Slices of £1.4m Express & Star fund for best in the business

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Business leaders, academics and an MP today hailed the award of the first business grants from a £1.4 million fund set up by the Express & Star as a 'reward for dedication'.

The Green Shoots Fund, launched by the newspaper and the University of Wolverhampton, was created to help businesses to grow and create jobs.

The first two companies, each receiving £50,000 are Adams Enclosures in Brownhills and Phoenix Cutting Services in Wednesfield.

The money has come from the Government's Regional Growth Fund and is accompanied by support from the university's Business Solutions Centre.

Wolverhampton North East MP Emma Reynolds was one of a cross party group of politicians to back the Green Shoots fund.

Phoenix Cutting Services falls within her constituency.

She said: "The Express and Star and University of Wolverhampton have seen the great potential of Phoenix Cutting Services and have recognised the company as a sound platform for investment and growth.


"The fund will allow Phoenix to grasp new opportunities and break into new markets. They have shown hard work and determination and this news will provide a fitting reward for that dedication."

Business leaders also believe the economy is starting to pick up, with the Green Shoots Fund offering help to companies to make the most of it.

Paul Bennett, president of the Black Country Chamber of Commerce, said: "Successful applicants are showing great determination to succeed. They have not been deterred by challenges in securing more traditional finance, but are demonstrating a real commitment to growth."

Professor Ian Oakes, Deputy Vice-Chancellor for research and external engagement at the University of Wolverhampton, said: "The university is extremely proud to be playing an integral part in revitalising the economy in the Black Country. It has been an extremely competitive process."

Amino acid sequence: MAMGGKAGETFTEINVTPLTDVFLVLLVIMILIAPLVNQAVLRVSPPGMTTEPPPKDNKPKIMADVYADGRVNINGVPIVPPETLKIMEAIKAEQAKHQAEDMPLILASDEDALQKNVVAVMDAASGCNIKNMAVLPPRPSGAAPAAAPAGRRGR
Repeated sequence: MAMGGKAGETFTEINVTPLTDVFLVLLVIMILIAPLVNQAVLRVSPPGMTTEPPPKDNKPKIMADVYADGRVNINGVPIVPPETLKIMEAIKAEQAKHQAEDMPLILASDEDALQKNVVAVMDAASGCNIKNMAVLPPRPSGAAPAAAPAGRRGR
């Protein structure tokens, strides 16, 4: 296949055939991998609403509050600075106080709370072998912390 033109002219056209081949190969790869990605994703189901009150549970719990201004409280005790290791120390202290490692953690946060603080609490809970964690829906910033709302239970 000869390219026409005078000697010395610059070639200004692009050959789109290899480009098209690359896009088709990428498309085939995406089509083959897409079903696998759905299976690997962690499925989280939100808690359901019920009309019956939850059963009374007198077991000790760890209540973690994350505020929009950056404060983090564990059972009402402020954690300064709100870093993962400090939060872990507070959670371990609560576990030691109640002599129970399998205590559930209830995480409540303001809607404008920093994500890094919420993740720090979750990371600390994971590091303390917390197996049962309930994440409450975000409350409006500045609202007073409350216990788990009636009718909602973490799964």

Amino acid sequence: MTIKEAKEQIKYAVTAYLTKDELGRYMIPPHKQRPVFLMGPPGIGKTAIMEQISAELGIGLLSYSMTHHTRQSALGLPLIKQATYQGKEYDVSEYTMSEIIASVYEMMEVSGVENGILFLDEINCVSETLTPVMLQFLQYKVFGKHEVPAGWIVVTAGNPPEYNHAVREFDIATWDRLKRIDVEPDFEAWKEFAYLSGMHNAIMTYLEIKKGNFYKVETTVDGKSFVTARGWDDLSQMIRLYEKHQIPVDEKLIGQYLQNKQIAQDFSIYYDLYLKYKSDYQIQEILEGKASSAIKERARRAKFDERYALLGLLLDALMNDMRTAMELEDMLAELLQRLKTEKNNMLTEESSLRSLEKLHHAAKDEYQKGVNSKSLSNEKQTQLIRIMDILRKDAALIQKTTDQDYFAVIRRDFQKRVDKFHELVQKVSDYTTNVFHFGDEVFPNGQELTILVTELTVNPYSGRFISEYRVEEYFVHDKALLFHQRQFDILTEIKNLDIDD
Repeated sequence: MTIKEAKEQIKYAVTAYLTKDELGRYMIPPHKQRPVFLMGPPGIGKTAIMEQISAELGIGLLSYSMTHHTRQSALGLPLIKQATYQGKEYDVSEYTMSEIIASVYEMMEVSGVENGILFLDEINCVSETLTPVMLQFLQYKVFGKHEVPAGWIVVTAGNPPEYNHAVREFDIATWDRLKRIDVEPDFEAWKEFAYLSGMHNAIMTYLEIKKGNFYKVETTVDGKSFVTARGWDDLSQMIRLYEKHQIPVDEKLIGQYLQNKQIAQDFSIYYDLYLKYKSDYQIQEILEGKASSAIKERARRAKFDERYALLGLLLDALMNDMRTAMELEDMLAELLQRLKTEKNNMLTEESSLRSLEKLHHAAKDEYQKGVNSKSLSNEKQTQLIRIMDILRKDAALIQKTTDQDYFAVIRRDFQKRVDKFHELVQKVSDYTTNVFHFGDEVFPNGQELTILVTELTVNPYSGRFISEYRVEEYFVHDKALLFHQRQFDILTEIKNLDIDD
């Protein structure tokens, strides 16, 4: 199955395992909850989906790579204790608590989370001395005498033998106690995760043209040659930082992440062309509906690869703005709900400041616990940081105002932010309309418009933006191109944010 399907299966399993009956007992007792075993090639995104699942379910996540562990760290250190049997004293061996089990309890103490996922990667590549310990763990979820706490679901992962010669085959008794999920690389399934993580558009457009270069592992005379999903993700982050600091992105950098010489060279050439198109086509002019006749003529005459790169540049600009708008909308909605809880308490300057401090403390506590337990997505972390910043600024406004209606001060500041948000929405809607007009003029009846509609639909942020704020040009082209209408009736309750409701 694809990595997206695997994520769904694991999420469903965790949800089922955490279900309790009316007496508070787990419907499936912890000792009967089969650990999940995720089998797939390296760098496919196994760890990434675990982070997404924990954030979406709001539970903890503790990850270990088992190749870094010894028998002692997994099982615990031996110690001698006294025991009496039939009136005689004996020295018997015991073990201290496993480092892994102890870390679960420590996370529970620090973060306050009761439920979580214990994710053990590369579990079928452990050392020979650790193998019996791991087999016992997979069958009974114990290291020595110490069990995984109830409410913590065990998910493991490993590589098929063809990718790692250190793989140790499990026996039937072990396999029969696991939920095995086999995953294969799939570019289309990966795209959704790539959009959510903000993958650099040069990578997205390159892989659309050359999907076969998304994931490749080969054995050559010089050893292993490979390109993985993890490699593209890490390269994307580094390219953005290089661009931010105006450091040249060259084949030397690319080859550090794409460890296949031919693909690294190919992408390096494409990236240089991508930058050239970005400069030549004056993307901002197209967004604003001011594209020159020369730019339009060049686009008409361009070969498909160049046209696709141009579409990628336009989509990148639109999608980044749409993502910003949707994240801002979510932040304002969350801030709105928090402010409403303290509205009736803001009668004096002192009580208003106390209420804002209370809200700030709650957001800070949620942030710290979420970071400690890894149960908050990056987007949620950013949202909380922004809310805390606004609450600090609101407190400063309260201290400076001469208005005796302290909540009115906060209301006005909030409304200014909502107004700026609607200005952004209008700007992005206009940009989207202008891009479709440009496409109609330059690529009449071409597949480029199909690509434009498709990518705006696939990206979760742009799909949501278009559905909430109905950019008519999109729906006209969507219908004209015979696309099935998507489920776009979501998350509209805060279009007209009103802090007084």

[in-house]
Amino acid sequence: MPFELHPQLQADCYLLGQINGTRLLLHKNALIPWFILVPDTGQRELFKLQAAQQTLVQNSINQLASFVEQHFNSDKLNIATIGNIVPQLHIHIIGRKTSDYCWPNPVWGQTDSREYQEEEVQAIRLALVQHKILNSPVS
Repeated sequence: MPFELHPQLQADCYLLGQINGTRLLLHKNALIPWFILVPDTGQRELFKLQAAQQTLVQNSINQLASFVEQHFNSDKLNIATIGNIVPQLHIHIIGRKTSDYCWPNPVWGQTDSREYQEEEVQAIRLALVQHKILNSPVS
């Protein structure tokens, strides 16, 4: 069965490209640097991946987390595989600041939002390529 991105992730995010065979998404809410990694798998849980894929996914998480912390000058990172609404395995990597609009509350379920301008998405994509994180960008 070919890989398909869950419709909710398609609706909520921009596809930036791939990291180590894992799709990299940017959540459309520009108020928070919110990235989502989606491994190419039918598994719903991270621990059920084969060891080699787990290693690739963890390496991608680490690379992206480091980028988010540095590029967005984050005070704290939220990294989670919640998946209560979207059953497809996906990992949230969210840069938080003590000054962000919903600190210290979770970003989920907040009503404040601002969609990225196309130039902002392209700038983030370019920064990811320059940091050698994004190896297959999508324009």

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Now we're doing it for ourselves

When the company they worked for closed its site in Wolverhampton, Scott Hilton and his colleagues decided to go into business for themselves.

Four years later and Phoenix Cutting Services has lived up to its name.

Now, with a £50,000 grant from the Express & Star Green Shoots Fund, the Wednesfield-based company is looking not only to rise but to grow.

Seven people work for Phoenix at its site on the Planetary Industrial Estate and five of them are directors. The grant will allow a further two jobs to be created and help to fund an overhaul of vital equipment.

Funding for new growth – members of staff from Phoenix Cutting Services, on the Planetary Industrial Estate, Wednesfield

While the directors have donned their overalls in recent years, showing they are certainly not afraid to be hands on, the two new jobs would mean key staff can step away from the operational tasks and get on with finding new business opportunities to help Phoenix continue to grow.

Its main work is in laser cutting of sheet and plate materials. It takes a plywood sheet and cuts tiny 1mm holes in it for the packaging and printing industries.

It also manufactures flatbed cutting tools for platten and roller press applications. Its tools are used in the production of labels, gaskets and specialist membranes.

The firm has recently won a supply contract with Northampton-based Kappa. It expects to gain £270,000 in new sales against an annual turnover of £540,000.

While it has the latest computer aided design systems, to make the most of its chances to grow, Phoenix needs to buy a used two kilowatt laser cutter. Phoenix has come a long way from its beginnings but its success has been down to hard work.

The entire workforce comprises of Mr Hilton, fellow directors Paul Nursey, Geoff Carrington, Paul Davies and Mark Jones, as well as tool makers Mark Langston and Cliff Bagnall. Father-of-two Mr Hilton, aged 41, will often be in work at 5am while colleagues will be on a night-shift. When they started, they were delivering their products in a colleague's Vauxhall Zafira.

Now, with the help of Green Shoots and the backing of customers, they hope to move to larger premises within three years.

The team are all former employees of Ralegh Cutting Forms, which had transferred their jobs from Wolverhampton to the North East in 2009.

Mr Hilton said: "If we perform well then there's room for growth. At the moment we're running a night-shift with the machines going 16 hours a day.

"What we want to do is buy machinery that is much faster than what we have at the moment. We've come a long way in a short space of time. This funding will give us the opportunity to build on the successes of our first few years and grow."

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